printreg, November, 2003
Common Alcohol Sub to be Delisted as Air Toxic

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From: Gary Jones ( )
Date: Sun, 16 Nov 2003 23:12:53

FYI - From BNA's Environmental Reporter

Ethylene Glycol Monobutyl Ether is also known as 2-Butoxyethanol or Butyl Cellosolve and is one of the most common alcohol substitutes. It is also used in blanket washes and some water based inks.

Volume 34
Number 45 Page 2480
Friday, November 14, 2003
ISSN 1521-9410

Air Toxics Ethylene Glycol Monobutyl Ether Proposed For Removal From Hazardous Pollutants

List The Environmental Protection Agency will propose removing ethylene glycol monobutyl ether (EGBE), a substance used in various industrial processes, from the list of hazardous air pollutants, an agency official told BNA Nov. 5.

Used in hydraulic fluids and water-based coatings for various industries including can manufacturers, EGBE "may not reasonably be anticipated to cause human health or environmental problems," the agency said.

The chemical also is used in vinyl and acrylic paints and varnishes and as a solvent for varnishes, enamels, spray lacquers, dry cleaning compounds, textiles, and cosmetics.

Following an August 1997 petition by the Chemical Manufacturers Association, now known as the American Chemistry Council, EPA conducted a six-year review of ambient EGBE levels and associated health and environmental impacts.


Chance To remove a listed air toxic, EPA requires the petitioner to demonstrate there is adequate data to determine that emissions, outdoor concentrations, bioaccumulation, or atmospheric deposition of the substance may not reasonably be expected to cause adverse effects.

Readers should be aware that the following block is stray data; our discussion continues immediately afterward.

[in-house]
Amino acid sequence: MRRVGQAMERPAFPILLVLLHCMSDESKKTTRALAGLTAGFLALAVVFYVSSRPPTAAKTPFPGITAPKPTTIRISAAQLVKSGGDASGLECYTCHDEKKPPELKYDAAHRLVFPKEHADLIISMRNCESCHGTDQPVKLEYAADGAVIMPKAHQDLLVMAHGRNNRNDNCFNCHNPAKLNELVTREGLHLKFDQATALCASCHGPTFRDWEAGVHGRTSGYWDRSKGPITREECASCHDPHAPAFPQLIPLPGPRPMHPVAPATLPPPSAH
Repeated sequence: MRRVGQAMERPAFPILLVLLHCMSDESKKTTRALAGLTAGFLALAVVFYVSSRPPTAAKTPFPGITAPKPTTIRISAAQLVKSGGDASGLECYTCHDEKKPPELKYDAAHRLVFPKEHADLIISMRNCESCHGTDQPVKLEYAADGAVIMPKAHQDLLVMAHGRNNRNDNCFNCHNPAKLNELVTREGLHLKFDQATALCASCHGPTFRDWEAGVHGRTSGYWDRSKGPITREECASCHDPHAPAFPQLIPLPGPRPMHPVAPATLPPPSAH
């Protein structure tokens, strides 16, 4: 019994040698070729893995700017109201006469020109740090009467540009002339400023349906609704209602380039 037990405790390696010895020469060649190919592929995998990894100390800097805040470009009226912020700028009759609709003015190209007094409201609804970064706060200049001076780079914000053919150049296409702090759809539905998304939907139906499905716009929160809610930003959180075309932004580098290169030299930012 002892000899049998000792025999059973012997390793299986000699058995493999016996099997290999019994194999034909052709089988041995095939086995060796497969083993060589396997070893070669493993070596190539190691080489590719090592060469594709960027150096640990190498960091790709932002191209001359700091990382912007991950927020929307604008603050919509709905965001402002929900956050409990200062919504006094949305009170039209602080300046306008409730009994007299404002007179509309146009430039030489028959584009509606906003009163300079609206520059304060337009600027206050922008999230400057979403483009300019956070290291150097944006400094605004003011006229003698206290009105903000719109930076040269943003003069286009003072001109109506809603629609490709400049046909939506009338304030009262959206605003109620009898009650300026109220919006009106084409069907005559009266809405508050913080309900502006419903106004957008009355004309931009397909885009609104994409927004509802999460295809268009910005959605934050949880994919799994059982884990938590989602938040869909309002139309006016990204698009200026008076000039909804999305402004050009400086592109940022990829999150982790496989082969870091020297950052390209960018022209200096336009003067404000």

During its review, EPA assessed EGBE for its potential to cause cancer in humans. A range of potential effects from the substance includes cancer and damage to red blood cells.

However, John Millett, spokesman for EPA's Air and Radiation Office, told BNA that for the given exposure levels, available data show that, at least for cancer, the risk has been "estimated down to a less than one-in-a-million chance."

In addition, exposure to EGBE tends to be chronic, not acute, but only acute exposure can be reasonably expected to cause red-blood cell damage, Millet said.

Nevertheless, he said there are two studies expected to be peer-reviewed within six months, well within the expected timeframe for this proposal to become final. The agency will then review the conclusions of those studies.

If EGBE is successfully delisted, Millet added, it will nonetheless continue to be regulated as a hazardous air pollutant from major sources.

EPA announced final emissions standards Nov. 13 that are expected to reduce hazardous air pollutants, including EGBE, by 70 percent from metal can coating operations in the United States.

Under Section 112 of the Clean Air Act, the agency is required to set emissions limits for 188 listed hazardous air pollutants. The agency is required to base the standards on maximum achievable control technology (MACT), which is defined as the emissions level achieved by the top 12 percent of sources in a source category.

'Not Scrapping This MACT.'

"We're not scrapping this MACT, but we would look at the facilities covered in the MACT," Millet said. The agency would first determine if these facilities are deemed major sources, and those that are regulated only for EGBE will then cease to be regulated, he said.

EPA will also consider whether alternatives to EGBE are more hazardous.

"If EGBE were to be delisted, use of it will likely lead to less use of those more hazardous substances," he said.

More information on the proposal including the prepublished version is at or on the World Wide Web

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